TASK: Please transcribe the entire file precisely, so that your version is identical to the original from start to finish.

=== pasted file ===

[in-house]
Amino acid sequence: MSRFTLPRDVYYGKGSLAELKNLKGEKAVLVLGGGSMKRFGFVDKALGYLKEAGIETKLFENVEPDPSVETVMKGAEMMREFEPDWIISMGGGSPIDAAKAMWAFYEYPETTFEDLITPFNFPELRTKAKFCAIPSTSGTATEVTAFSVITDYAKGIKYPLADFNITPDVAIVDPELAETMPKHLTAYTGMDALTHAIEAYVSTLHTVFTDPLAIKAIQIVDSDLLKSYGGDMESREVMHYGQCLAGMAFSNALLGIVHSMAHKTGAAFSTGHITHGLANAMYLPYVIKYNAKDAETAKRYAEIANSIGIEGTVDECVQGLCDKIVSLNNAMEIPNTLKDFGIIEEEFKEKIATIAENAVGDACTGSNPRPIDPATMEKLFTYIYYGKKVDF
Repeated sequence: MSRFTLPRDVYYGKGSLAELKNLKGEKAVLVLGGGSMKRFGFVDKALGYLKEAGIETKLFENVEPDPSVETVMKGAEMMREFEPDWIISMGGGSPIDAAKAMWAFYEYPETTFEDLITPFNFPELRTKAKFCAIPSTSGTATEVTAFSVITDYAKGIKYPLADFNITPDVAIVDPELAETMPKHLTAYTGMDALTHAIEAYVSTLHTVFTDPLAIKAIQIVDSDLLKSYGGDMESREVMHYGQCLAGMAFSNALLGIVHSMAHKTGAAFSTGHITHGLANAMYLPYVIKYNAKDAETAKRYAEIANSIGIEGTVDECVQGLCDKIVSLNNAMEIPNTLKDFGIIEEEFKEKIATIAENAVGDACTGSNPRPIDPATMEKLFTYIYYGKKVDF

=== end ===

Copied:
[in-house]
Amino acid sequence: MSRFTLPRDVYYGKGSLAELKNLKGEKAVLVLGGGSMKRFGFVDKALGYLKEAGIETKLFENVEPDPSVETVMKGAEMMREFEPDWIISMGGGSPIDAAKAMWAFYEYPETTFEDLITPFNFPELRTKAKFCAIPSTSGTATEVTAFSVITDYAKGIKYPLADFNITPDVAIVDPELAETMPKHLTAYTGMDALTHAIEAYVSTLHTVFTDPLAIKAIQIVDSDLLKSYGGDMESREVMHYGQCLAGMAFSNALLGIVHSMAHKTGAAFSTGHITHGLANAMYLPYVIKYNAKDAETAKRYAEIANSIGIEGTVDECVQGLCDKIVSLNNAMEIPNTLKDFGIIEEEFKEKIATIAENAVGDACTGSNPRPIDPATMEKLFTYIYYGKKVDF
Repeated sequence: MSRFTLPRDVYYGKGSLAELKNLKGEKAVLVLGGGSMKRFGFVDKALGYLKEAGIETKLFENVEPDPSVETVMKGAEMMREFEPDWIISMGGGSPIDAAKAMWAFYEYPETTFEDLITPFNFPELRTKAKFCAIPSTSGTATEVTAFSVITDYAKGIKYPLADFNITPDVAIVDPELAETMPKHLTAYTGMDALTHAIEAYVSTLHTVFTDPLAIKAIQIVDSDLLKSYGGDMESREVMHYGQCLAGMAFSNALLGIVHSMAHKTGAAFSTGHITHGLANAMYLPYVIKYNAKDAETAKRYAEIANSIGIEGTVDECVQGLCDKIVSLNNAMEIPNTLKDFGIIEEEFKEKIATIAENAVGDACTGSNPRPIDPATMEKLFTYIYYGKKVDF